Note that causality is often misunderstood in this context. Just seeing time in another frame pass in reverse does not violate causality. In a sense, this is equivalent to recording an event and playing it in reverse. It is the ability to send a signal back to the past that violates causality. Moving faster than the speed of light will enable a person to view events in another frame in reverse time. But just motion faster than light alone does not allow the sending of signals back into the past of the other frame. Many cases of faster than light travel do allow such signalling, and hence are considered unviable. But it is not a must that causality violation result from faster than light travel.

Option D: give up (absolute) relativity

Due to the strong empirical support for special relativity, any modifications to it must necessarily be quite subtle and difficult to measure. The most well-known attempt is double relativity, which posits that the Planck length is also the same in all reference frames, and is associated with the work of Giovanni Amelino-Camelia and João Magueijo. One consequence of this theory is a variable speed of light, where photon speed would vary with energy, and some zero-mass particles might possibly travel faster than c. While recent evidence casts doubt on this theory, some physicists still consider it viable. However, even if this theory is true, it is still very unclear that it would allow information to be communicated, and appears not in any case to allow massive particles to exceed c.

There are speculative theories that claim inertia is produced by the combined mass of the universe (e.g., Mach's principle), which implies that the rest frame of the universe might be preferred by conventional measurements of natural law. If confirmed, this would imply special relativity is an approximation to a more general theory, but since the relevant comparison would (by definition) be outside the observable universe, it is difficult to imagine (much less construct) experiments to test this hypothesis.


In special relativity, while it is impossible to accelerate an object to the speed of light, or for a massive object to move at the speed of light, it is not impossible for an object to exist which always moves faster than light. The hypothetical elementary particles that have this property are called tachyons. Their existence has neither been proven nor disproven.

Tachyons are not structurally stable. The equations of relativity do allow faster than light travel, since the equations are symmetric about the velocity 'c', the speed of light. However, any particle which is moving faster and faster, at velocities less than 'c', ends up with more and more kinetic energy. This is true even in the classical model, but with special relativity, as the velocity approaches 'c', the energy goes to infinity.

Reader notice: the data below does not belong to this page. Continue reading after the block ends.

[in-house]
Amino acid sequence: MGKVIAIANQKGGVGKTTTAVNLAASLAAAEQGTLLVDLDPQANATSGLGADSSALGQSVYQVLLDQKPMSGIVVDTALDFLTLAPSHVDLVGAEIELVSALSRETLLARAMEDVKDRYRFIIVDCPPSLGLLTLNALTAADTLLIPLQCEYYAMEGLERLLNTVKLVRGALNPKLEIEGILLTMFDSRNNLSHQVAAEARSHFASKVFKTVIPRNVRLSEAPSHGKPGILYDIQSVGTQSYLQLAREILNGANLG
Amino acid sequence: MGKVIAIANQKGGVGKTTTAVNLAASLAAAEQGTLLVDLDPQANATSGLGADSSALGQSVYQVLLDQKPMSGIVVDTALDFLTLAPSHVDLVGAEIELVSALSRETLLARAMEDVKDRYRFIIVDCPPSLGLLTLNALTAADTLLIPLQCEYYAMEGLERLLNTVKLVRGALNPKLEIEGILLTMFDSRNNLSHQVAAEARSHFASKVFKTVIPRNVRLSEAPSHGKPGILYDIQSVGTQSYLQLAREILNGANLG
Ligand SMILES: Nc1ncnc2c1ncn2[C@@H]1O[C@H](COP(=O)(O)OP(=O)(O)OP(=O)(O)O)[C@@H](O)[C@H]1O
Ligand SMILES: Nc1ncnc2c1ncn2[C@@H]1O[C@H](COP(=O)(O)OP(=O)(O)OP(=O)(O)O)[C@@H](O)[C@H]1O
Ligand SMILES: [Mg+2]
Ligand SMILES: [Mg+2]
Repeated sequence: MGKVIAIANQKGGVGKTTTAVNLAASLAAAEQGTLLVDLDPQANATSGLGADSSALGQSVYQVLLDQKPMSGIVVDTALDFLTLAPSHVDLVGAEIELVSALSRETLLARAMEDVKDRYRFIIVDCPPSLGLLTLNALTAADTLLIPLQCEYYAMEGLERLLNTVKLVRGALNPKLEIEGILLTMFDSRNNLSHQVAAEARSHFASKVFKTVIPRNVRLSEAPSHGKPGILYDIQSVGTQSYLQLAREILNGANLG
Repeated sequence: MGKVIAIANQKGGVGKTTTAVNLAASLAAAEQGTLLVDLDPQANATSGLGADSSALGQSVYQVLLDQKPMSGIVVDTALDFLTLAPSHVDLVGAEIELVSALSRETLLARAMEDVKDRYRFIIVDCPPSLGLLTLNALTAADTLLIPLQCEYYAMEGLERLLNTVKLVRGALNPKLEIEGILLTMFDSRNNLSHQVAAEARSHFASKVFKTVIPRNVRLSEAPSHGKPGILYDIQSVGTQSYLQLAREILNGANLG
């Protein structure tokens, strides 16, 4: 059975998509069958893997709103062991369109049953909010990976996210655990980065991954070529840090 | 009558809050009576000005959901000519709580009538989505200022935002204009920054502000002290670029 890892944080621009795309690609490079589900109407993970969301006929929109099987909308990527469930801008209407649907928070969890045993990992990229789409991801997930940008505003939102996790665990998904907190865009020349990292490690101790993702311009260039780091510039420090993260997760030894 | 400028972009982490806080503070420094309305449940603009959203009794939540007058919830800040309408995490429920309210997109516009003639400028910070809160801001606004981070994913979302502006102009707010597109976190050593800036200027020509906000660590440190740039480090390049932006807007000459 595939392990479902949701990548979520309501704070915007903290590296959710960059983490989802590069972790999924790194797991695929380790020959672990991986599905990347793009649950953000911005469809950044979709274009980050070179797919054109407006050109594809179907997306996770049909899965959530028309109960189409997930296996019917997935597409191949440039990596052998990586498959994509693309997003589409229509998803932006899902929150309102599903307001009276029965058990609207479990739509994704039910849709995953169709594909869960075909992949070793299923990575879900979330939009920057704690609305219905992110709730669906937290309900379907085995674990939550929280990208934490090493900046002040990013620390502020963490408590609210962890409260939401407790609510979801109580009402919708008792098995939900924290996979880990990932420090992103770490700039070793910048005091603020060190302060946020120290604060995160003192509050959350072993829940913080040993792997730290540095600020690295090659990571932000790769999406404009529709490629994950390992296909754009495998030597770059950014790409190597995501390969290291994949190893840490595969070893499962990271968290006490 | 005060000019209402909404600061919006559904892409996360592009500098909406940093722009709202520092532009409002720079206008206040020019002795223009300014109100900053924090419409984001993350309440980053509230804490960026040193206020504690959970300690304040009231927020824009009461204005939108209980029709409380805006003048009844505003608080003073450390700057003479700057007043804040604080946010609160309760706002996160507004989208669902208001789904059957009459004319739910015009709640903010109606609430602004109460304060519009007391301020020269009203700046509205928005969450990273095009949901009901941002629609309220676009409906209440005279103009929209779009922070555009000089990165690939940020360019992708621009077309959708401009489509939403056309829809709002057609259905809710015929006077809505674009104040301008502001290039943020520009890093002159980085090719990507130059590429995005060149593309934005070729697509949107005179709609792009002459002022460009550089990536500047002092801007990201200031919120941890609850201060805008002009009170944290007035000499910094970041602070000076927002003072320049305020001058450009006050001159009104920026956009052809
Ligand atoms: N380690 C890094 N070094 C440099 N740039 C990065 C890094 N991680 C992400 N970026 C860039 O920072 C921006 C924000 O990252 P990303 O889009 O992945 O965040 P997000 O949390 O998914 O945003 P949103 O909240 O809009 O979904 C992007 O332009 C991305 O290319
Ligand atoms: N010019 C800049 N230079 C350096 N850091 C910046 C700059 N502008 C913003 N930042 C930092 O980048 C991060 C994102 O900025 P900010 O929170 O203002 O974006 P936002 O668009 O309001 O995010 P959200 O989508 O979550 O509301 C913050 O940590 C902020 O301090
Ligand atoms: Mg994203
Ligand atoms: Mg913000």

Once the velocity crosses 'c', the energy has no place to go but down. In other words, a particle with mass moving at any speed above 'c' will lose energy when its velocity goes up even further. Put another way, such a particle will speed up when it loses energy.

Everything that moves causes a change in the structure of the fabric of space. This change in the structure of the fabric of space causes the formation of gravitational ripples (waves), which carry away energy. In most cases, the change is so minor, it is ignorable. However, for a particle with mass moving above 'c', even a tiny loss of energy is troublesome. As mentioned above, it actually increases the velocity, causing more energy loss, which increases the velocity further. This positive feedback loop causes the particle to soon reach infinite velocity. In effect, the particle vanishes.

This structural instability of tachyons is a significant limitation to their practical value, if they do indeed exist.

General relativity

General relativity was developed after special relativity, to include concepts like gravity. It maintains the principle that no object can accelerate to the speed of light in its own reference frame. However, it permits distortions in spacetime that allow an object to move faster than light from the point of view of a distant observer, even though it always moved slower than light in its own reference frame. One such distortion is the Alcubierre drive, which can be thought of as producing a ripple in spacetime that carries an object along with it. Another possible system is the wormhole, which connects two distant locations as though by a shortcut. To date there is no feasible way to construct any such special distortion; they all require unknown exotic matter, enormous (though finite) amounts of energy, or both.

General relativity also agrees that any technique for faster than light travel could also be used for time travel. This raises problems with causality. Many physicists believe that the above phenomena are in fact impossible, and that future theories of gravity will prohibit them. One theory states that stable wormholes are possible, but that any attempt to use a network of wormholes to violate causality would result in their decay.

Apparent FTL

Moving spot of light

Processes which do not transmit information may move faster than light. A good example is a beam of light projected onto a distant surface, such as the Moon. The spot which the beam strikes is not a physical object, just a point of light. Moving it (by reorienting the beam) does not carry information between locations on the surface. To put it another way, the beam can be considered as a stream of photons; where each photon strikes the surface is determined only by the orientation of the beam (assuming that the surface is stationary). If the distance between the beam projector and the surface is sufficiently far, a small change of angle could cause successive photons to strike at widely separated locations, and the spot would appear to move faster than light. If the surface is at the distance of the moon, a light source mounted on a phonograph is changing angle rapidly enough to create this effect. This effect is believed to be responsible for supernova ejecta appearing to move faster than light as observed from Earth.